Tuesday, July 3, 2012
So you're a diabetic...
One thing that I greatly appreciate about diabetes is that it is one of those conditions that you can't necessarily tell exists by merely looking at a person. It doesn't show signs of intense treatment like chemotherapy, signs of gradual physical degeneration like MS or even noticeable ailment like a common cold's runny nose. When under control, a type 1 diabetic just looks human and not like their sickness.
Granted if a diabetic (either type) lets their blood glucose go unchecked for long amounts of time, signs begin to creep onto a person that their body isn't functioning as it ought to. Obviously I experienced those signs right before I was diagnosed, but the worst-case consequences of diabetes can leave very visible, lasting marks... such consequences can include the loss of sight, amputation of limbs or organ failure. But seeing as these outcomes are entirely avoidable with self-care and a healthy dose of responsibility, there is no reason that a diabetic could not live a normal life without such unfortunate complications.
That being said, I was identified the other day as a diabetic before an introduction was even made. While sitting in class, minding my own business and listening to the professor lecture my pump beeped to alert me of the necessity to test my post prandial blood glucose. It's a relatively unobtrusive, obscure beep that most people don't even recognize as coming from my pocket... in the age of cell phones and portable technology its almost like unless you have an obnoxious ring tone we've been conditioned to ignore the notifications that come from elsewhere than our own concern.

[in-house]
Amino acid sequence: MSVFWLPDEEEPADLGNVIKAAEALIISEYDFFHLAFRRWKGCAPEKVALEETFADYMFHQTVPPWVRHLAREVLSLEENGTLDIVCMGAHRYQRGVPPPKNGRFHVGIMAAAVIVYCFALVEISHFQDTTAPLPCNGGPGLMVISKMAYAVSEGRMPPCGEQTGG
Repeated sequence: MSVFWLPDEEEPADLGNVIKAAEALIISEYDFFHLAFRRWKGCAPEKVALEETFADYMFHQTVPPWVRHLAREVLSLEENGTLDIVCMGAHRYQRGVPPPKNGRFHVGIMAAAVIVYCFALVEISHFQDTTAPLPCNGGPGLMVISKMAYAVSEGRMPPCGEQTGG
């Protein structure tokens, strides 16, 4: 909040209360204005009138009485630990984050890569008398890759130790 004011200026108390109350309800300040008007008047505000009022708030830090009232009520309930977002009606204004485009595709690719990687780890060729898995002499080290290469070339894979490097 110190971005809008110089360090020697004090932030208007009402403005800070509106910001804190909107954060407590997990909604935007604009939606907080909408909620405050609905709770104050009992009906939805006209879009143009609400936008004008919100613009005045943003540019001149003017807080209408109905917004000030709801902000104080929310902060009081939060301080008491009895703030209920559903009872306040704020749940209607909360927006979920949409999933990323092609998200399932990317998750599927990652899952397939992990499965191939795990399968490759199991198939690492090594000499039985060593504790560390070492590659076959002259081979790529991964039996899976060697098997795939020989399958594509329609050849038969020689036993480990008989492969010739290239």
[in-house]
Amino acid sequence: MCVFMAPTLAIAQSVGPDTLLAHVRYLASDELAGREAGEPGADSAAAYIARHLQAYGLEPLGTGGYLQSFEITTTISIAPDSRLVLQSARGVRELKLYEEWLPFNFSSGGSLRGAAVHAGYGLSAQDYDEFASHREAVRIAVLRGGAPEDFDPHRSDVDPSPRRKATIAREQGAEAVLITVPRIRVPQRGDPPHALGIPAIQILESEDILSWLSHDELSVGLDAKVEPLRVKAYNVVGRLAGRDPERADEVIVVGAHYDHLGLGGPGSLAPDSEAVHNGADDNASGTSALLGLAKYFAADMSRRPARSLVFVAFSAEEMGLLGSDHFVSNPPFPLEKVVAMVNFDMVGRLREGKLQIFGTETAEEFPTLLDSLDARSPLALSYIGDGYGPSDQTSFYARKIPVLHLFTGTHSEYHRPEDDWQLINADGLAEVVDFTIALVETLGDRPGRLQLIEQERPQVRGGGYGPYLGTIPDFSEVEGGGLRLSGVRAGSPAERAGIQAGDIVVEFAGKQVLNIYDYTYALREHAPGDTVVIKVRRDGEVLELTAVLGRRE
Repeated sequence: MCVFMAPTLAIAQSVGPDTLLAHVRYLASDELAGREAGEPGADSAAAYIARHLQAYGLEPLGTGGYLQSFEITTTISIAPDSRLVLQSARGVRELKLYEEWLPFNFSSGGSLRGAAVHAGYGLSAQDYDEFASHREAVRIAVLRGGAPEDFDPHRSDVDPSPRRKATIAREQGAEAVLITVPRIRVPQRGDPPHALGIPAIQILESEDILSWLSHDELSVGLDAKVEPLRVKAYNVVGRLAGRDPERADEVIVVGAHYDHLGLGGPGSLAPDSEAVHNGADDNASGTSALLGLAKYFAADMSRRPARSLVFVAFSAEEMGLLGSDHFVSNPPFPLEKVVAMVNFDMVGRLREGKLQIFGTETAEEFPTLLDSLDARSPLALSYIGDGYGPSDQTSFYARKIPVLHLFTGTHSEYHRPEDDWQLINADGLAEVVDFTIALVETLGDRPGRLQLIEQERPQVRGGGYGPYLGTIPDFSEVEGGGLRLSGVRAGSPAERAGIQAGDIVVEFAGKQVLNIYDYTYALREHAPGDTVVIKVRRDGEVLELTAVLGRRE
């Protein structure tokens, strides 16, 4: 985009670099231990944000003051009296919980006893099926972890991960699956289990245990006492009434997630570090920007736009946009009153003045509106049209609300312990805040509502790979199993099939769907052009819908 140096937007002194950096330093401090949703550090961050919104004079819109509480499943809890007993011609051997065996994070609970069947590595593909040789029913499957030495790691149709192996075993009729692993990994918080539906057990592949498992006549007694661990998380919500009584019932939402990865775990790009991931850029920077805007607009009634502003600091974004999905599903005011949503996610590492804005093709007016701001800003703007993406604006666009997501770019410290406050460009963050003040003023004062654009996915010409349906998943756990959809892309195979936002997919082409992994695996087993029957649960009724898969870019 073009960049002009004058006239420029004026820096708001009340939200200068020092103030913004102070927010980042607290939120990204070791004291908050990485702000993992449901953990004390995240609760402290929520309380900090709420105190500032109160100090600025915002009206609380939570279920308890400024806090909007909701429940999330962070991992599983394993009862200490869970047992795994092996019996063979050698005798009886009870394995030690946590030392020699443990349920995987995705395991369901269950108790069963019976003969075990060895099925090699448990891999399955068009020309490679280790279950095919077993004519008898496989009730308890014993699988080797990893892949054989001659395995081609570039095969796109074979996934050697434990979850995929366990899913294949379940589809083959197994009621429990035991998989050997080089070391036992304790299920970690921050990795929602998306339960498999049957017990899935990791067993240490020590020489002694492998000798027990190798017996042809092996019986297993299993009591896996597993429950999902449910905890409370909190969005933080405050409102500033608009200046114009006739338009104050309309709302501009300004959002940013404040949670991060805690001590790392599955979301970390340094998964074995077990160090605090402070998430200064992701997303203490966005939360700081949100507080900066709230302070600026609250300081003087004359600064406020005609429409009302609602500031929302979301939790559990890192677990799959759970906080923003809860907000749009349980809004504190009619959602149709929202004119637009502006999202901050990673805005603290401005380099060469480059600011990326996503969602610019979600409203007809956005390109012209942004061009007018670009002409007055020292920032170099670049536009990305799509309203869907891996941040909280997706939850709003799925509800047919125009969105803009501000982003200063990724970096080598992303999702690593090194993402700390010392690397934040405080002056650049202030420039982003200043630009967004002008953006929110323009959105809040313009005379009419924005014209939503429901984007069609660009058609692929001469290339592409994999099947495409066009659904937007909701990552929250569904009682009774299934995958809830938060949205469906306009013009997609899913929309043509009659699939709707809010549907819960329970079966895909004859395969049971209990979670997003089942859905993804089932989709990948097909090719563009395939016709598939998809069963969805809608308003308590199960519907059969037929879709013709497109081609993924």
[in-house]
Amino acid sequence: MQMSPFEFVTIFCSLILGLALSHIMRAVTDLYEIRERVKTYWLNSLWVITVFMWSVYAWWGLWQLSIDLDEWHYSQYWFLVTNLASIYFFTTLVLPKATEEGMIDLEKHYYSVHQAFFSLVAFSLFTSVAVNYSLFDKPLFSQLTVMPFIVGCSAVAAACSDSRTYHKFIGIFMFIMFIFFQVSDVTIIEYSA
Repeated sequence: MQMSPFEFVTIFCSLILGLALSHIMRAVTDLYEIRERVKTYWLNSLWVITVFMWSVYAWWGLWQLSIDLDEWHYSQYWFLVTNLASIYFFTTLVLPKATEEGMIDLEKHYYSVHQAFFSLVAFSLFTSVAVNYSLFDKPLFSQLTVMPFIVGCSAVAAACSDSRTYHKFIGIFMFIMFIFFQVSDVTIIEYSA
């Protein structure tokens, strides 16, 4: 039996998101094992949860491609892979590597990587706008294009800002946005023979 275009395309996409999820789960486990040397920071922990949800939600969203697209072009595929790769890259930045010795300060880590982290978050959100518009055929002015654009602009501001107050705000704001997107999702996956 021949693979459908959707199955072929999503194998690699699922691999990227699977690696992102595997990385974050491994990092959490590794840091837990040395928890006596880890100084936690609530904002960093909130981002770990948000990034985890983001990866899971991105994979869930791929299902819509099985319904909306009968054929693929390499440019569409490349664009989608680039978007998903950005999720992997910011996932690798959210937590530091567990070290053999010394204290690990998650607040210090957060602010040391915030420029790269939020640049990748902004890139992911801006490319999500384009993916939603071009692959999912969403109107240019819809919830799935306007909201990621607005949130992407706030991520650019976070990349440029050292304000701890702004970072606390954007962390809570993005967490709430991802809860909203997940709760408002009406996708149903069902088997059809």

Anyway, at the break this kid walks up to me and makes the statement "so you're a diabetic." Not an inquiring question, a blank statement. He continued "I heard your pump go off and thought it was mine."
How funny. As it turned out, he is a fellow Medtronic Minimed user and has been an insulin dependent diabetic for 17 years.
It is interesting to me how when you open your mind to the option of viewing the world through a different lens (in this case the perspective of a diabetic) you begin to notice different things about the world around you than you did before. That beep would have meant nothing to me previously, but this kid was totally right in his recognition of my beep beep beep as "ding ding ding and we have a diabetic folks!"
I remember last autumn while we were standing at the dog park my HB nudged me and pointed out a lady with her dog. I of course checked to see if I recognized her or the dog first (which I didn't), but as it turned out HB had identified her as a diabetic. He recognized the infusion set tubing running from her coat pocket up under her shirt. I don't think either of us would have noticed that before. Another time I was at the Virginia Runner shoe store getting yet another pair of running shoes when a lady sat down next to me. Out of the corner of my eye I noticed a black clip in her pocket and upon turning to look at it I realized she too was wearing an insulin pump. It was a different brand than mine, but an insulin pump none the less.
Just goes to show that my conceptual cloak of insulin-invisibility isn't as undetectable as I had previously thought. Go figure.